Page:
FACTBOX – Long History Of Canals In Egypt Linking Europe And Asia
Egypt said on 5th August it plans to build a new Suez Canal alongside the existing 145-year-old historic waterway in a multi-billion dollar project aimed at expanding trade along the fastest shipping route between Europe and Asia.
Here is a brief history:
– The first canal connecting the Mediterranean and Red Seas via the Nile River was dug in 1874 B.C. during the reign of the Egyptian pharaoh Senausret III. It was abandoned and reopened several times over the subsequent 2,500 years.
– Pharonic inscriptions showed that Egyptians used the canals to move warships, send pilgrimages to the Holy Land and transport grain and stones used in ancient monuments.
– Napoleon sought to build a modern canal in order to undermine Britain’s control of trading routes to Asia, but he abandoned the project after engineers wrongly determined that a difference in water levels would cause the Mediterranean to be inundated.
– French diplomat Ferdinand de Lesseps and Egyptian viceroy Said Pasha developed the current Suez Canal in the mid-19th century. French and Egyptian private interests controlled the company entrusted with building and running the canal, though Britain later acquired Egypt’s share.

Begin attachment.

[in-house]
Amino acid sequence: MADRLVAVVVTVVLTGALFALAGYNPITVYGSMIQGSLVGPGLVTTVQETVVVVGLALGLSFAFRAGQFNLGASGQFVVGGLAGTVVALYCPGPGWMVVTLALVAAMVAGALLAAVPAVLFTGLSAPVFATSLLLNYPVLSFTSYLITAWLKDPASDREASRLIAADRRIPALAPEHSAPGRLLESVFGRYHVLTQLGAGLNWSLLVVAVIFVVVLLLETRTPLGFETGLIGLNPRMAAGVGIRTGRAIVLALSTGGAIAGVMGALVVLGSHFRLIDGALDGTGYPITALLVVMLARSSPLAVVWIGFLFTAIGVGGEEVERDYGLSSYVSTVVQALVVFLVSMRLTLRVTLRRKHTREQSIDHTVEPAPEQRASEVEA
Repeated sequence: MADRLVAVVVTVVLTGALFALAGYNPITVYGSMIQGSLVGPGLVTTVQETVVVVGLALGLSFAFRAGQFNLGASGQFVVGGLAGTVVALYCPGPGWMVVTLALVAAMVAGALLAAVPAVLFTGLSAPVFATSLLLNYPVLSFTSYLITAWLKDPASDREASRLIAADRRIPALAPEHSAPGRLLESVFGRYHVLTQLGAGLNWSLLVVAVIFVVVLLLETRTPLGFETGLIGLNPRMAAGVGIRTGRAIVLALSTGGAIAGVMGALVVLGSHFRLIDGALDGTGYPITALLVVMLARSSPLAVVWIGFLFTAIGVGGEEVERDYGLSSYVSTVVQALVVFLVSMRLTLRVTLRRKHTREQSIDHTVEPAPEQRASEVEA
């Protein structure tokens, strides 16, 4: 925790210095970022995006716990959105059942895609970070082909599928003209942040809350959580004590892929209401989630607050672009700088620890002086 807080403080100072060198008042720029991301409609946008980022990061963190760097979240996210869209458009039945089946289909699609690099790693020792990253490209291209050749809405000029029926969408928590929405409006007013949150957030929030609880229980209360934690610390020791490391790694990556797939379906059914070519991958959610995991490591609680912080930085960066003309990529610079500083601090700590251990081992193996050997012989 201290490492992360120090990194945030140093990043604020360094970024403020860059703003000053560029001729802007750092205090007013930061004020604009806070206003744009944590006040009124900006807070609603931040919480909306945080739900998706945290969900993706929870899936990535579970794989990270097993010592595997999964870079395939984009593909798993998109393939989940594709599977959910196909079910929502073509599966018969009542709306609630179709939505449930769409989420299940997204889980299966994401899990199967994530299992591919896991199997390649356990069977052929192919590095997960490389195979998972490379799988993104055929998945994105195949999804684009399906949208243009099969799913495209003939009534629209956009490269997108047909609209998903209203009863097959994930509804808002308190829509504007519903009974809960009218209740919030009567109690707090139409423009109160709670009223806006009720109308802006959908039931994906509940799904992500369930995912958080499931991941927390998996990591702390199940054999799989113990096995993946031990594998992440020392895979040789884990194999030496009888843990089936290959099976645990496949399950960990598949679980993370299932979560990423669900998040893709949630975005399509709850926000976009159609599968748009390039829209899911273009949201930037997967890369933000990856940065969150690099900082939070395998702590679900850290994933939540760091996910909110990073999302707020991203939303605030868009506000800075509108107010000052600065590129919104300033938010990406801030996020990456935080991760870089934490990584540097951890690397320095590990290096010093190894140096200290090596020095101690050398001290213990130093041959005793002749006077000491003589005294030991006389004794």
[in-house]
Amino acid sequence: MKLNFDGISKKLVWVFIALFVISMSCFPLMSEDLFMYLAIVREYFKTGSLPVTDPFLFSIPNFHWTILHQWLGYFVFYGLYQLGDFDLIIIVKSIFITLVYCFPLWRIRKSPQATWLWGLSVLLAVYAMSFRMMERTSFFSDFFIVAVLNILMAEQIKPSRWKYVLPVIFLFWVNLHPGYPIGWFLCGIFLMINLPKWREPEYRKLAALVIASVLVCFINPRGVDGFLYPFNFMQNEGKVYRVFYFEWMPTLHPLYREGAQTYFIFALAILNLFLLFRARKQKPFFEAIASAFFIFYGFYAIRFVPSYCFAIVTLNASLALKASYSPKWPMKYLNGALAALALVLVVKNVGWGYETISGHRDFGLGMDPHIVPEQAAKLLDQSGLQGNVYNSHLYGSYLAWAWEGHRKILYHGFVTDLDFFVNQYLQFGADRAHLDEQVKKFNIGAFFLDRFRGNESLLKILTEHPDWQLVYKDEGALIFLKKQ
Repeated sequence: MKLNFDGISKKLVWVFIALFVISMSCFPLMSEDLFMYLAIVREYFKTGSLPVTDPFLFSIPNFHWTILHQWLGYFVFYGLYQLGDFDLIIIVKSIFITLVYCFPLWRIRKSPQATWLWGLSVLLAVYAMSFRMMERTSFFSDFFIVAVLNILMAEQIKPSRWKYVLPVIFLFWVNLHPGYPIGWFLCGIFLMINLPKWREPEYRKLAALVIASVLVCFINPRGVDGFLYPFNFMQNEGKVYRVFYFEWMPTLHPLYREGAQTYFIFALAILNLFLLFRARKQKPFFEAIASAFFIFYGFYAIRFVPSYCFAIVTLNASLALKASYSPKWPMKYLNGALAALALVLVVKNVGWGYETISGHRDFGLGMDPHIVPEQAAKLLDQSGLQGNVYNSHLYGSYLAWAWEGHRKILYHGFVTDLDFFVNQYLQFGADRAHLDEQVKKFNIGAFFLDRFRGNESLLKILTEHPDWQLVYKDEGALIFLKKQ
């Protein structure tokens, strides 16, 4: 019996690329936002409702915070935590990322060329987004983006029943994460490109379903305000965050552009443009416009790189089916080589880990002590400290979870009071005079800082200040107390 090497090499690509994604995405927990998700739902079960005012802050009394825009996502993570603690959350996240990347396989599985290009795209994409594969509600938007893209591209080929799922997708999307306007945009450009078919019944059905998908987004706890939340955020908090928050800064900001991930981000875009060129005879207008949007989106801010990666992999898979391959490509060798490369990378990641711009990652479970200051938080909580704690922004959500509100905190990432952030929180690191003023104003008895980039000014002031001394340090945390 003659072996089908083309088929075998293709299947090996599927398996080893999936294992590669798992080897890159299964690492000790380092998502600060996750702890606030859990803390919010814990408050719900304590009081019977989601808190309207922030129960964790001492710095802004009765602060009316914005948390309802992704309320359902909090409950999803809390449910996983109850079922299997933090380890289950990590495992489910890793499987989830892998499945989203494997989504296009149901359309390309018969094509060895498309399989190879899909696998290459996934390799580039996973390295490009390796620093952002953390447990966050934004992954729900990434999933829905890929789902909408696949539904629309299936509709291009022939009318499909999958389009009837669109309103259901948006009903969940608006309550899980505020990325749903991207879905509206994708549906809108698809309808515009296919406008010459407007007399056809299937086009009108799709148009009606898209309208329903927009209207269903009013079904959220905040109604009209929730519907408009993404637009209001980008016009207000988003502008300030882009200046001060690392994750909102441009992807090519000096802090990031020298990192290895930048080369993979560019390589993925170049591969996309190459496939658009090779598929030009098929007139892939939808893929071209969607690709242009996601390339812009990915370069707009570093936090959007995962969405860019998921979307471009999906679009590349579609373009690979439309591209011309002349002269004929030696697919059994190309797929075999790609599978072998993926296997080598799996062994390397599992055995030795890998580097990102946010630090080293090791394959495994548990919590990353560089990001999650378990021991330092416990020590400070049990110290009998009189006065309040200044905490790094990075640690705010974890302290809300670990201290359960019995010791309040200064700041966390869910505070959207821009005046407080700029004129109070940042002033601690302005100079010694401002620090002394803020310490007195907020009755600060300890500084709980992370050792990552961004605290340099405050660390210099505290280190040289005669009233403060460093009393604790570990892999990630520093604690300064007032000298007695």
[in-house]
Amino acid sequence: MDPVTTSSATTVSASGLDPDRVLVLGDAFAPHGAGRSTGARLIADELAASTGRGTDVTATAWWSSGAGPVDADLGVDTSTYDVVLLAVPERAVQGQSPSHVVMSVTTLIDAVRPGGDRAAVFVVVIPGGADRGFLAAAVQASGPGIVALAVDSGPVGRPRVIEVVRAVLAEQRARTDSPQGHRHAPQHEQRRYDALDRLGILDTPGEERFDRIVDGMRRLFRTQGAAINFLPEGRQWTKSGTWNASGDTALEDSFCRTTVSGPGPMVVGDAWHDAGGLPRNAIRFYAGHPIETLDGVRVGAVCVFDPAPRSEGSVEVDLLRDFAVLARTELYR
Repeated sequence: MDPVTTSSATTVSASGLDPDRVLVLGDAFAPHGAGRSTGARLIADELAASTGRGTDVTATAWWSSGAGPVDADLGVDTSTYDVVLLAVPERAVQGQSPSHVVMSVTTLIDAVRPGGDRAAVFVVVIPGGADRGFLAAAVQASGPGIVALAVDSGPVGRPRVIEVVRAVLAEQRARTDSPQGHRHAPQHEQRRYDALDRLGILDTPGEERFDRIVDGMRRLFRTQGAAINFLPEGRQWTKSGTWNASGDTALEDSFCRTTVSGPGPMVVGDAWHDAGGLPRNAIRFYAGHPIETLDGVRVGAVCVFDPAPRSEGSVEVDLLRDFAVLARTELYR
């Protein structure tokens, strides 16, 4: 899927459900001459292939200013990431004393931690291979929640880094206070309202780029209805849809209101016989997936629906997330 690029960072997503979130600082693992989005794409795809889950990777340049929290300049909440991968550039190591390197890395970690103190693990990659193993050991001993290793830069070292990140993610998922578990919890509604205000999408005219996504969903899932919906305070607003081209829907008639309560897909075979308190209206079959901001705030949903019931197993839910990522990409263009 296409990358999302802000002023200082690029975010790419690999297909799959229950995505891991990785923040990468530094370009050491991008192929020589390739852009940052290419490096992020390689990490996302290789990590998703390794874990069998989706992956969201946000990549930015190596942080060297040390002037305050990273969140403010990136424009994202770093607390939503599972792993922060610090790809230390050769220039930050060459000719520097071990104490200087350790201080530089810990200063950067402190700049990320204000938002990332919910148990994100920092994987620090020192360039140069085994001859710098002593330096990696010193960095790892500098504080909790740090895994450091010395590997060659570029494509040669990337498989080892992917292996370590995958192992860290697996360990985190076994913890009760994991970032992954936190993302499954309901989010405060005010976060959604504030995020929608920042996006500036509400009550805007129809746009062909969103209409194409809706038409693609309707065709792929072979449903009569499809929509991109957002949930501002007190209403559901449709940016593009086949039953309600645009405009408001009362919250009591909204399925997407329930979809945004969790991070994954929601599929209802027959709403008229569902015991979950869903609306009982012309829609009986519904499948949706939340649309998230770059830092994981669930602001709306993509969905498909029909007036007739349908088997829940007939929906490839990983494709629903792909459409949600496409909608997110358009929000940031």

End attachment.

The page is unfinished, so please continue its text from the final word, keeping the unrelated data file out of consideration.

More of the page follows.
– Completion of the 163-kilometre (101 mile) waterway took 10 years of intense and generally poorly-paid work by Egyptians who were drafted at the rate of 20,000 every 10 months from “the peasantry.”
– The canal, which was opened for navigation on Nov. 17, 1869, cut weeks if not months off journeys between Europe and Asia that otherwise necessitated a trip around Africa. Numerous heads of state visited Egypt for weeks of celebrations.
– In 1956, Egyptian President Gamal Abdel Nasser nationalised the canal, leading to a failed invasion by Britain, which controlled the channel, as well as France and Israel. The waterway was closed briefly until 1957 and the again for eight years following the 1967 war with Israel.
– President Abdel Fattah al-Sisi announced on Tuesday that Egypt would build a new channel as part of a larger project to expand port and shipping facilities around the canal in an effort to establish Egypt as a major trade hub.
Primary Source: Suez Canal Authority
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